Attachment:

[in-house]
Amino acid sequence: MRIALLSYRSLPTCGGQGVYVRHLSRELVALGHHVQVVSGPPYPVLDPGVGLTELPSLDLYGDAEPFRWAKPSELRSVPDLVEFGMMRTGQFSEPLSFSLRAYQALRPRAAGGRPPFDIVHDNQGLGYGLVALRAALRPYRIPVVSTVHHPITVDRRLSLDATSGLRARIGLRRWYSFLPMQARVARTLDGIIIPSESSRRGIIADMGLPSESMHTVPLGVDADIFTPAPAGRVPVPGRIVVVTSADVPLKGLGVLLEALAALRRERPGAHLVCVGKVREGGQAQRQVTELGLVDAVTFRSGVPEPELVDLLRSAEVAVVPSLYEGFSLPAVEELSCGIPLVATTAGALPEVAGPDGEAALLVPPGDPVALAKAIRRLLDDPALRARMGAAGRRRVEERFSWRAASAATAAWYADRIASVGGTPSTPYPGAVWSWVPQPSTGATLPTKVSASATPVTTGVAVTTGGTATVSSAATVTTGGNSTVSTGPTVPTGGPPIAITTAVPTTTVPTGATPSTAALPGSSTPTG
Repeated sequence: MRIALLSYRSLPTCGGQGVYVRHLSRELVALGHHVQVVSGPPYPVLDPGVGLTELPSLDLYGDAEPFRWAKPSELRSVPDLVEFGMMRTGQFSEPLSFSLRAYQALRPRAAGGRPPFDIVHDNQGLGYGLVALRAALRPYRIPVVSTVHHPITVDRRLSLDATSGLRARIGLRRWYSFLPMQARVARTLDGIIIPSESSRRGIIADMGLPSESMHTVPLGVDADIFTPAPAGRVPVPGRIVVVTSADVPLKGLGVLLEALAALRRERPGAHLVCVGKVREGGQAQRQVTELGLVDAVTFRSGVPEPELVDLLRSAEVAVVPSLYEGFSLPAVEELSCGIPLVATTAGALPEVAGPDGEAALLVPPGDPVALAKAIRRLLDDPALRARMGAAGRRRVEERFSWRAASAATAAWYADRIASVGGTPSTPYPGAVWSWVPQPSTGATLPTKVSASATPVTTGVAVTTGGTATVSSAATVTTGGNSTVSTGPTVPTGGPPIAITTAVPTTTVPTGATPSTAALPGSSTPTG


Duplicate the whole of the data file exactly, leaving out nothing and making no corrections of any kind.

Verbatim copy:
[in-house]
Amino acid sequence: MRIALLSYRSLPTCGGQGVYVRHLSRELVALGHHVQVVSGPPYPVLDPGVGLTELPSLDLYGDAEPFRWAKPSELRSVPDLVEFGMMRTGQFSEPLSFSLRAYQALRPRAAGGRPPFDIVHDNQGLGYGLVALRAALRPYRIPVVSTVHHPITVDRRLSLDATSGLRARIGLRRWYSFLPMQARVARTLDGIIIPSESSRRGIIADMGLPSESMHTVPLGVDADIFTPAPAGRVPVPGRIVVVTSADVPLKGLGVLLEALAALRRERPGAHLVCVGKVREGGQAQRQVTELGLVDAVTFRSGVPEPELVDLLRSAEVAVVPSLYEGFSLPAVEELSCGIPLVATTAGALPEVAGPDGEAALLVPPGDPVALAKAIRRLLDDPALRARMGAAGRRRVEERFSWRAASAATAAWYADRIASVGGTPSTPYPGAVWSWVPQPSTGATLPTKVSASATPVTTGVAVTTGGTATVSSAATVTTGGNSTVSTGPTVPTGGPPIAITTAVPTTTVPTGATPSTAALPGSSTPTG
Repeated sequence: MRIALLSYRSLPTCGGQGVYVRHLSRELVALGHHVQVVSGPPYPVLDPGVGLTELPSLDLYGDAEPFRWAKPSELRSVPDLVEFGMMRTGQFSEPLSFSLRAYQALRPRAAGGRPPFDIVHDNQGLGYGLVALRAALRPYRIPVVSTVHHPITVDRRLSLDATSGLRARIGLRRWYSFLPMQARVARTLDGIIIPSESSRRGIIADMGLPSESMHTVPLGVDADIFTPAPAGRVPVPGRIVVVTSADVPLKGLGVLLEALAALRRERPGAHLVCVGKVREGGQAQRQVTELGLVDAVTFRSGVPEPELVDLLRSAEVAVVPSLYEGFSLPAVEELSCGIPLVATTAGALPEVAGPDGEAALLVPPGDPVALAKAIRRLLDDPALRARMGAAGRRRVEERFSWRAASAATAAWYADRIASVGGTPSTPYPGAVWSWVPQPSTGATLPTKVSASATPVTTGVAVTTGGTATVSSAATVTTGGNSTVSTGPTVPTGGPPIAITTAVPTTTVPTGATPSTAALPGSSTPTG